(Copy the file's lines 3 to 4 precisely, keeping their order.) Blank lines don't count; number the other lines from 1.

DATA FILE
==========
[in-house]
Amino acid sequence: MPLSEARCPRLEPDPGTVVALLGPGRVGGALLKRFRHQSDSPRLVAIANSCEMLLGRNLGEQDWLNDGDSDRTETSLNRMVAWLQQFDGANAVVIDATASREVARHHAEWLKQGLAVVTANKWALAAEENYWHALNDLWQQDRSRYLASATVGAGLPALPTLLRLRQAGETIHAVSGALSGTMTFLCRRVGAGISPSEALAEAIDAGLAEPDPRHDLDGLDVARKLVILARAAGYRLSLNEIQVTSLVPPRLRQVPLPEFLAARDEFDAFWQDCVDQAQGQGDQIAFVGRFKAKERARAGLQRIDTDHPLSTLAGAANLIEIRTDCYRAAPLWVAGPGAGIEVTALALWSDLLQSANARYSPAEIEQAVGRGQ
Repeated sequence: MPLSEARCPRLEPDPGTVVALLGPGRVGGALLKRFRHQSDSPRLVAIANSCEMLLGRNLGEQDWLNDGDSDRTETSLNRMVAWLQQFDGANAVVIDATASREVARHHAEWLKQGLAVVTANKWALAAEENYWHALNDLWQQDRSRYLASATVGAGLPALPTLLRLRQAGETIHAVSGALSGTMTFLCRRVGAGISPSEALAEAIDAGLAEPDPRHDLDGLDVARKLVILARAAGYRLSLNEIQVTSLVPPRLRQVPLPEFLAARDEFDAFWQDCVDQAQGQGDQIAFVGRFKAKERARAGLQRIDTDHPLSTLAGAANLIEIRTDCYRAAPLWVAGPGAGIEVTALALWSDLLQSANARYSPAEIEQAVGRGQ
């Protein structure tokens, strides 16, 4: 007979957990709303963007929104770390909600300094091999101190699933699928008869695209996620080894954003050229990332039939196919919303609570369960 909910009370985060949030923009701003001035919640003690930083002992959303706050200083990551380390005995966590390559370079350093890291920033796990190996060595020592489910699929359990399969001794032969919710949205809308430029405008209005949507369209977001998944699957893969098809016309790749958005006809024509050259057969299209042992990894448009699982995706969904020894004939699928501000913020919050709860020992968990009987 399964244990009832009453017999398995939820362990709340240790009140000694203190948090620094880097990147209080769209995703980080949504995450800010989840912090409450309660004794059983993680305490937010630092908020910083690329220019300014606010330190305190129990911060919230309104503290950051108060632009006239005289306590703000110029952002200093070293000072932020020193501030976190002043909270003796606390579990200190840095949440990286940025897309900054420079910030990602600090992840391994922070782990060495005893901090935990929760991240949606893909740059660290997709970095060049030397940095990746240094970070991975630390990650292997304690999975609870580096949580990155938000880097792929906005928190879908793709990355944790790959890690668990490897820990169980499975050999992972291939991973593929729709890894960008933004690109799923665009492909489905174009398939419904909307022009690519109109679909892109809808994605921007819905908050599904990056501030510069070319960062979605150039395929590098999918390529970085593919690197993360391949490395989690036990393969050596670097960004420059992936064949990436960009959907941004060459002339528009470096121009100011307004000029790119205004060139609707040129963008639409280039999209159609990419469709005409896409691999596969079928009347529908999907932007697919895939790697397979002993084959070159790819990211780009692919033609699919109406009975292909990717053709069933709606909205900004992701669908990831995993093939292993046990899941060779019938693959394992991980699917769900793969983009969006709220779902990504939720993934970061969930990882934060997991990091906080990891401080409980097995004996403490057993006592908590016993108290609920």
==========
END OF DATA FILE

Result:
Repeated sequence: MPLSEARCPRLEPDPGTVVALLGPGRVGGALLKRFRHQSDSPRLVAIANSCEMLLGRNLGEQDWLNDGDSDRTETSLNRMVAWLQQFDGANAVVIDATASREVARHHAEWLKQGLAVVTANKWALAAEENYWHALNDLWQQDRSRYLASATVGAGLPALPTLLRLRQAGETIHAVSGALSGTMTFLCRRVGAGISPSEALAEAIDAGLAEPDPRHDLDGLDVARKLVILARAAGYRLSLNEIQVTSLVPPRLRQVPLPEFLAARDEFDAFWQDCVDQAQGQGDQIAFVGRFKAKERARAGLQRIDTDHPLSTLAGAANLIEIRTDCYRAAPLWVAGPGAGIEVTALALWSDLLQSANARYSPAEIEQAVGRGQ
């Protein structure tokens, strides 16, 4: 007979957990709303963007929104770390909600300094091999101190699933699928008869695209996620080894954003050229990332039939196919919303609570369960 909910009370985060949030923009701003001035919640003690930083002992959303706050200083990551380390005995966590390559370079350093890291920033796990190996060595020592489910699929359990399969001794032969919710949205809308430029405008209005949507369209977001998944699957893969098809016309790749958005006809024509050259057969299209042992990894448009699982995706969904020894004939699928501000913020919050709860020992968990009987 399964244990009832009453017999398995939820362990709340240790009140000694203190948090620094880097990147209080769209995703980080949504995450800010989840912090409450309660004794059983993680305490937010630092908020910083690329220019300014606010330190305190129990911060919230309104503290950051108060632009006239005289306590703000110029952002200093070293000072932020020193501030976190002043909270003796606390579990200190840095949440990286940025897309900054420079910030990602600090992840391994922070782990060495005893901090935990929760991240949606893909740059660290997709970095060049030397940095990746240094970070991975630390990650292997304690999975609870580096949580990155938000880097792929906005928190879908793709990355944790790959890690668990490897820990169980499975050999992972291939991973593929729709890894960008933004690109799923665009492909489905174009398939419904909307022009690519109109679909892109809808994605921007819905908050599904990056501030510069070319960062979605150039395929590098999918390529970085593919690197993360391949490395989690036990393969050596670097960004420059992936064949990436960009959907941004060459002339528009470096121009100011307004000029790119205004060139609707040129963008639409280039999209159609990419469709005409896409691999596969079928009347529908999907932007697919895939790697397979002993084959070159790819990211780009692919033609699919109406009975292909990717053709069933709606909205900004992701669908990831995993093939292993046990899941060779019938693959394992991980699917769900793969983009969006709220779902990504939720993934970061969930990882934060997991990091906080990891401080409980097995004996403490057993006592908590016993108290609920």